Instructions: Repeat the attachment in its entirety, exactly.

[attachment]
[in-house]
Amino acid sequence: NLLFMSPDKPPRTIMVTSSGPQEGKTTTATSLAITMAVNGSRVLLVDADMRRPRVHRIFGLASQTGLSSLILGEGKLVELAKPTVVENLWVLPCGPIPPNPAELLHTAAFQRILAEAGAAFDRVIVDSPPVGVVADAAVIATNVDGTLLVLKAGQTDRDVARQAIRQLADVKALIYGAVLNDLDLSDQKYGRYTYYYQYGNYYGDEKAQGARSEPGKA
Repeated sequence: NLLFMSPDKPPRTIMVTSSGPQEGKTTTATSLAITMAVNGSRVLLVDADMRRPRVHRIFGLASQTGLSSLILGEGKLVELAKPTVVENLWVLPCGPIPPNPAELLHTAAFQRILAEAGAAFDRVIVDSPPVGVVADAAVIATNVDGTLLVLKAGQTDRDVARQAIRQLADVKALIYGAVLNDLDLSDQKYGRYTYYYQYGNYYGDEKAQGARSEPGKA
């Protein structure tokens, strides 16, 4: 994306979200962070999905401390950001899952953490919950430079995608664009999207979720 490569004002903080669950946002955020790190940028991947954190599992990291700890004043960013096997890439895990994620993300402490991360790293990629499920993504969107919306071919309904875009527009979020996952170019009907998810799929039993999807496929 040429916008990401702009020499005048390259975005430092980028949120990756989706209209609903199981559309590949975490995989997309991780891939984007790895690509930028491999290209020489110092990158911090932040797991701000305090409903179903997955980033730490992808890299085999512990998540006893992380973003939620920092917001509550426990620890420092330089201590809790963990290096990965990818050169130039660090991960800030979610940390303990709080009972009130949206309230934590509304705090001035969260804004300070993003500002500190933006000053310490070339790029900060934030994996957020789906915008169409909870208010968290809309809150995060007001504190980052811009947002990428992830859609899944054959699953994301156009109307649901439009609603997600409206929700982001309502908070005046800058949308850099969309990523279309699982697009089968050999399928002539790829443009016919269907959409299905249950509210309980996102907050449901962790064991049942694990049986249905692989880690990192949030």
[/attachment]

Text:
[in-house]
Amino acid sequence: NLLFMSPDKPPRTIMVTSSGPQEGKTTTATSLAITMAVNGSRVLLVDADMRRPRVHRIFGLASQTGLSSLILGEGKLVELAKPTVVENLWVLPCGPIPPNPAELLHTAAFQRILAEAGAAFDRVIVDSPPVGVVADAAVIATNVDGTLLVLKAGQTDRDVARQAIRQLADVKALIYGAVLNDLDLSDQKYGRYTYYYQYGNYYGDEKAQGARSEPGKA
Repeated sequence: NLLFMSPDKPPRTIMVTSSGPQEGKTTTATSLAITMAVNGSRVLLVDADMRRPRVHRIFGLASQTGLSSLILGEGKLVELAKPTVVENLWVLPCGPIPPNPAELLHTAAFQRILAEAGAAFDRVIVDSPPVGVVADAAVIATNVDGTLLVLKAGQTDRDVARQAIRQLADVKALIYGAVLNDLDLSDQKYGRYTYYYQYGNYYGDEKAQGARSEPGKA
């Protein structure tokens, strides 16, 4: 994306979200962070999905401390950001899952953490919950430079995608664009999207979720 490569004002903080669950946002955020790190940028991947954190599992990291700890004043960013096997890439895990994620993300402490991360790293990629499920993504969107919306071919309904875009527009979020996952170019009907998810799929039993999807496929 040429916008990401702009020499005048390259975005430092980028949120990756989706209209609903199981559309590949975490995989997309991780891939984007790895690509930028491999290209020489110092990158911090932040797991701000305090409903179903997955980033730490992808890299085999512990998540006893992380973003939620920092917001509550426990620890420092330089201590809790963990290096990965990818050169130039660090991960800030979610940390303990709080009972009130949206309230934590509304705090001035969260804004300070993003500002500190933006000053310490070339790029900060934030994996957020789906915008169409909870208010968290809309809150995060007001504190980052811009947002990428992830859609899944054959699953994301156009109307649901439009609603997600409206929700982001309502908070005046800058949308850099969309990523279309699982697009089968050999399928002539790829443009016919269907959409299905249950509210309980996102907050449901962790064991049942694990049986249905692989880690990192949030």